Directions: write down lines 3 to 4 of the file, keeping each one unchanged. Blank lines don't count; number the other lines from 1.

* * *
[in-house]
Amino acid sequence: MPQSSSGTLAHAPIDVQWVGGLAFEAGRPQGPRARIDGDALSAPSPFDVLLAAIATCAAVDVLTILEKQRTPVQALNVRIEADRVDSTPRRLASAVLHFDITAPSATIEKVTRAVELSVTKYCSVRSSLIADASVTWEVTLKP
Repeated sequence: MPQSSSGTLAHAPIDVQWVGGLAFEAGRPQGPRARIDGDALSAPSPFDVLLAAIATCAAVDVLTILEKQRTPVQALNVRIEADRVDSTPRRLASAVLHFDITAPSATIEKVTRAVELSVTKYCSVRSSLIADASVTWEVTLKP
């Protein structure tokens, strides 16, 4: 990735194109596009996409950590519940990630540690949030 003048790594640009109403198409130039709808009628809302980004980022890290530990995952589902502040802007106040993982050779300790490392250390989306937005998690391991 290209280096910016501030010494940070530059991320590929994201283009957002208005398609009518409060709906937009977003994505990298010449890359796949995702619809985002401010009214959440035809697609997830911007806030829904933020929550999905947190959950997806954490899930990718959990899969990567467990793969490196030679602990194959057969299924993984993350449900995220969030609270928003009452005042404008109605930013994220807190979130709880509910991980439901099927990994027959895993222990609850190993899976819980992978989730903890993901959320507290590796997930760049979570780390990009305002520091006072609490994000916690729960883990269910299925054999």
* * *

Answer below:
Repeated sequence: MPQSSSGTLAHAPIDVQWVGGLAFEAGRPQGPRARIDGDALSAPSPFDVLLAAIATCAAVDVLTILEKQRTPVQALNVRIEADRVDSTPRRLASAVLHFDITAPSATIEKVTRAVELSVTKYCSVRSSLIADASVTWEVTLKP
């Protein structure tokens, strides 16, 4: 990735194109596009996409950590519940990630540690949030 003048790594640009109403198409130039709808009628809302980004980022890290530990995952589902502040802007106040993982050779300790490392250390989306937005998690391991 290209280096910016501030010494940070530059991320590929994201283009957002208005398609009518409060709906937009977003994505990298010449890359796949995702619809985002401010009214959440035809697609997830911007806030829904933020929550999905947190959950997806954490899930990718959990899969990567467990793969490196030679602990194959057969299924993984993350449900995220969030609270928003009452005042404008109605930013994220807190979130709880509910991980439901099927990994027959895993222990609850190993899976819980992978989730903890993901959320507290590796997930760049979570780390990009305002520091006072609490994000916690729960883990269910299925054999």